The Black Country currently has calls open for Priority Axis 3: SME Competitiveness and Priority Axis 6: Preserving and Protecting the Environment and Promoting Resource Efficiency with a deadline of 10th November 2017. New ERDF calls for Priority Axis 4: Low Carbon and Priority 6: Environment are expected by December with further funding available in the New Year for both ERDF and ESF projects.
Recently the grant amount and criteria was amended for the Black Country ESF Community Grants Programme so community groups and not for profit organisations are advised to look again at applying if they haven’t applied previously. Now up to £15,000 is available for eligible groups to run suitable projects. Eligible organisations will be from the Black Country, have a turnover of less than £300,000 (increased from £150,000) and must be a not-for-profit organisation.
Following the introduction of the Apprenticeship Levy and the changes to the way apprenticeships are funded in England DWP received a number of queries from Grant Recipients requesting further information on the impacts on ESF. DWP have established that applicants whose ESF projects are approved on or after 24 October 2017 can use money received from the government, paid from an employer’s Apprenticeship Levy digital account as match funding.
ESIF Managing Authorities (MAs), DWP (ESF) and DCLG (ERDF), are required to complete an ‘Annual Information Activity’ every year. The activity is a period of enhanced publicity work showcasing the achievements of ESF and ERDF and the opportunities available through the funds. This year, in England, it will take place from Monday 6 November.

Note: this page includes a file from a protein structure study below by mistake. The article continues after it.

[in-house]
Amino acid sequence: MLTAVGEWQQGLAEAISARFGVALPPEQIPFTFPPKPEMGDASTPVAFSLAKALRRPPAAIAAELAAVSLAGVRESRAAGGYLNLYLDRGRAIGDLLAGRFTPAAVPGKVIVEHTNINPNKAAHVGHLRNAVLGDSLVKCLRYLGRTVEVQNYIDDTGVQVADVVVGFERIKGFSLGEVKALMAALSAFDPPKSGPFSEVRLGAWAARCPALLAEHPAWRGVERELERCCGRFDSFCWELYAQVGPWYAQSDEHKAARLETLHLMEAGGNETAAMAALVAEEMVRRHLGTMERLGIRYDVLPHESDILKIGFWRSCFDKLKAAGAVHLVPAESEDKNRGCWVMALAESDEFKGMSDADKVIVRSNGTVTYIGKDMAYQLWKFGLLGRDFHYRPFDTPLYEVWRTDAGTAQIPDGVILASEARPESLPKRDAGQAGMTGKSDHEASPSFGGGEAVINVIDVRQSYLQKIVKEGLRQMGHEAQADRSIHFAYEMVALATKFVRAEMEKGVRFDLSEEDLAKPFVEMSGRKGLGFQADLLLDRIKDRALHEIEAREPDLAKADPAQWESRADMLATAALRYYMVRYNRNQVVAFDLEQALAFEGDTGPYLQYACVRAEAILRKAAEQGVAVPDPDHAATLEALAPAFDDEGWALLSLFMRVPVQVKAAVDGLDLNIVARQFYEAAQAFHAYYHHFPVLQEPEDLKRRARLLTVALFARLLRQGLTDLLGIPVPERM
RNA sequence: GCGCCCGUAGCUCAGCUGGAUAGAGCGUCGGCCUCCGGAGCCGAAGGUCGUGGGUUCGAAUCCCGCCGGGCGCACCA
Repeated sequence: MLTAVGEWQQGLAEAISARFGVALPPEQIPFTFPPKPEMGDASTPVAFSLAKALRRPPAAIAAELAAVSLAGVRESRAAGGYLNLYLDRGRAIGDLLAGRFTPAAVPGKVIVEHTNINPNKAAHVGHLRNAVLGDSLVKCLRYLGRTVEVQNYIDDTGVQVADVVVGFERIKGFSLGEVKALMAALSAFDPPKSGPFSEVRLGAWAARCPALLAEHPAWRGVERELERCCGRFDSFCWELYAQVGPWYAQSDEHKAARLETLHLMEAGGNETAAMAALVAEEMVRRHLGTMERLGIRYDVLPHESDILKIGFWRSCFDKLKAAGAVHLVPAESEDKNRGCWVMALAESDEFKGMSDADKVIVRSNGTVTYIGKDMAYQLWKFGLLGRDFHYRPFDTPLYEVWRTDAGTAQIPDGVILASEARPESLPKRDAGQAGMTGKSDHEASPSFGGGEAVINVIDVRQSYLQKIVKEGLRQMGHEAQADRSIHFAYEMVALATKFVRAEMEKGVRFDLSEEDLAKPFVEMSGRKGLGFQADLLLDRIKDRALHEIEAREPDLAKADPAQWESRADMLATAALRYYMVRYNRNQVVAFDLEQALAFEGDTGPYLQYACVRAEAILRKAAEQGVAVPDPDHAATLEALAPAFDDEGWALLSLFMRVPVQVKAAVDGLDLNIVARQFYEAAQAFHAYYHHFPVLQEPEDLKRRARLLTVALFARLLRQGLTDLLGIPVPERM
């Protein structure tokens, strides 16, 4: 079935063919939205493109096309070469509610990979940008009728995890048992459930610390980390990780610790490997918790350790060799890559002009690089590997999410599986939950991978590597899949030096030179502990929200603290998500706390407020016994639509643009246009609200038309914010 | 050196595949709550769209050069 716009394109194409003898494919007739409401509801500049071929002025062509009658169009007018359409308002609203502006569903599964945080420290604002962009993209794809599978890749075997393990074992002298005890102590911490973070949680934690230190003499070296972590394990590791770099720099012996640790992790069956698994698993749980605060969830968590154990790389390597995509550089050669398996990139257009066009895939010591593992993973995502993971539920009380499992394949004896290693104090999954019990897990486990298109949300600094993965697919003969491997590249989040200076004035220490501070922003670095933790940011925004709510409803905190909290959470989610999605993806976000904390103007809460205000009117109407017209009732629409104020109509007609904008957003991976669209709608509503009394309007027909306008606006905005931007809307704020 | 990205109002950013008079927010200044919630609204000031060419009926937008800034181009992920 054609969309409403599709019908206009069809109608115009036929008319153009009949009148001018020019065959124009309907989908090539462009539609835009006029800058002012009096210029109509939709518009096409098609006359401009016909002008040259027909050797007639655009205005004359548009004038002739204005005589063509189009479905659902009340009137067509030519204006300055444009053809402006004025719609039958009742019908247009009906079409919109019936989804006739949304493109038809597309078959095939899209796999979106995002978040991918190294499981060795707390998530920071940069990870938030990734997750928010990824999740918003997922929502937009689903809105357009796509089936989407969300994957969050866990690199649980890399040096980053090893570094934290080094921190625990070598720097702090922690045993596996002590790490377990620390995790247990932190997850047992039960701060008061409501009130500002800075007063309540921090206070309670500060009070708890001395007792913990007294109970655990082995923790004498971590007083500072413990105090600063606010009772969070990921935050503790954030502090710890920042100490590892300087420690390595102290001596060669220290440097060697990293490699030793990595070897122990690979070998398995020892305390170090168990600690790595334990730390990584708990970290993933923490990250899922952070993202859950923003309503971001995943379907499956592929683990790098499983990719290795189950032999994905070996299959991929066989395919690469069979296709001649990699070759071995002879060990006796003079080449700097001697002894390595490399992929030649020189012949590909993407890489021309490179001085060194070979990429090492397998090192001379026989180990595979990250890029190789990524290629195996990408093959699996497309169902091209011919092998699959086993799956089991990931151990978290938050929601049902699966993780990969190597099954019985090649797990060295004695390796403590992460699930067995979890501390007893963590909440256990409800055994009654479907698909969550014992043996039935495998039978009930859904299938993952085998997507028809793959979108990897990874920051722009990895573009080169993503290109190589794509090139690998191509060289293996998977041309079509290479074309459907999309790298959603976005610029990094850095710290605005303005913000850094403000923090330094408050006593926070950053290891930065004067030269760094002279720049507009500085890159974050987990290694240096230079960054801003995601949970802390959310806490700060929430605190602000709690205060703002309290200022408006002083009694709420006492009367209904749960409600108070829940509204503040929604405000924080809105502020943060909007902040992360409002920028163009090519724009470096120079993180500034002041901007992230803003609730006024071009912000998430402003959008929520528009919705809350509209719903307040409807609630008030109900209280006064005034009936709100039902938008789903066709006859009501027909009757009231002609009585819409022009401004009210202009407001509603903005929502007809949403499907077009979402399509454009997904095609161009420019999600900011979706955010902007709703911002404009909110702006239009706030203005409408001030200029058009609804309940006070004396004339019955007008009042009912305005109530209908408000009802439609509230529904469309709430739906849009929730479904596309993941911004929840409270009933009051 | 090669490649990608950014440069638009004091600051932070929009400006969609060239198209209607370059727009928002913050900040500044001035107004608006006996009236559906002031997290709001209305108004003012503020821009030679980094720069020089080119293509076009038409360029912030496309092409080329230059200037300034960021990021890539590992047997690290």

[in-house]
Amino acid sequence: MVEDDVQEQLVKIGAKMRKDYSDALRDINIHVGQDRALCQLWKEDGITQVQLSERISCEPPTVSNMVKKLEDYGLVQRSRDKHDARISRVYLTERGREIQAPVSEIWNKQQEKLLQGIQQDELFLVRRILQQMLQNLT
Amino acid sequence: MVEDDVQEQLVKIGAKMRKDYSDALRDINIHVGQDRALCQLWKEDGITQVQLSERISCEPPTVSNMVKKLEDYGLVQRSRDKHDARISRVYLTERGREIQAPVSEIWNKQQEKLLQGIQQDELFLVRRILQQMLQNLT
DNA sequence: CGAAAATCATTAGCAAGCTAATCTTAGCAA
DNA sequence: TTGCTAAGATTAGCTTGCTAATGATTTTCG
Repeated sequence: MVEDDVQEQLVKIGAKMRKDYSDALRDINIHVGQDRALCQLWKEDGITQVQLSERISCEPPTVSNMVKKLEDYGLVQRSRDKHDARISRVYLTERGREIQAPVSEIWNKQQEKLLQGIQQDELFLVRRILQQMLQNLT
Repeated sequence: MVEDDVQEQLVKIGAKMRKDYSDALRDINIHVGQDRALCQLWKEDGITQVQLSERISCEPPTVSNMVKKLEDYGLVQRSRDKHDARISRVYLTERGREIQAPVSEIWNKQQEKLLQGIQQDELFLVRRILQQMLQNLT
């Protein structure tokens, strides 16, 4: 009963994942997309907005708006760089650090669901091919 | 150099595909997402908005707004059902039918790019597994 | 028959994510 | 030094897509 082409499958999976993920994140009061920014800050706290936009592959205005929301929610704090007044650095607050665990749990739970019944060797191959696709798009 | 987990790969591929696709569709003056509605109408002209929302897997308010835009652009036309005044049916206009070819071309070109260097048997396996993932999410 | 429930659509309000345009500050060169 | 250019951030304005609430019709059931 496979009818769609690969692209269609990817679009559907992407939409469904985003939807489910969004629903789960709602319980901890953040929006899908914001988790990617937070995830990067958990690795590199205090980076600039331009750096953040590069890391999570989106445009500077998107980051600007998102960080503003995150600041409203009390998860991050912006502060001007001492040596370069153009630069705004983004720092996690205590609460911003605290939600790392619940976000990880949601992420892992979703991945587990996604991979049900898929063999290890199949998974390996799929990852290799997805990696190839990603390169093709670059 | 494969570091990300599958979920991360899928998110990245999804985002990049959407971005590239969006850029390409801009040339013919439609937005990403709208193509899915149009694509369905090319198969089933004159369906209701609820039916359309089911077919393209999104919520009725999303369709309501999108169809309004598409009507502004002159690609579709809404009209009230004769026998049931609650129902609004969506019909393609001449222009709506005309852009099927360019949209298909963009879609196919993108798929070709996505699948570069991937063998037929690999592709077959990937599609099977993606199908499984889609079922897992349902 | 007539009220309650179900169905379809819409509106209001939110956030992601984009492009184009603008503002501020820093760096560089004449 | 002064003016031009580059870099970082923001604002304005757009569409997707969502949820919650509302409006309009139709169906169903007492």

Walsall Council’s Black Country Impact team have opened a new hub to help young adults find education, employment and training opportunities. The Impact Hub was officially opened by Deputy Leader of Walsall Council and Portfolio Holder for Regeneration Councillor Lee Jeavons and Councillor Aftab Nawaz, Portfolio Holder for Children’s Services. The hub will help provide a brighter future for unemployed young adults aged 16-29 by tackling the barriers they are facing to help improve their chances of finding an opportunity.
A presentation was held to celebrate three young adults who completed a Princes Trust programme in partnership with Walsall Council’s Black Country Impact team, City of Wolverhampton College and One Stop. The programme saw the participants put over £5,000 back into the local community whilst also improving their future career prospects.
Walsall Council’s Black Country Impact team has provided advice, support and funding to help turn a young adult’s aspirations of becoming self employed into a reality. Mark Fullerton, 27, from Walsall, who has a degree in Musical Instrument Making, was unemployed and struggling to find a route into self employment when he approached Black Country Impact.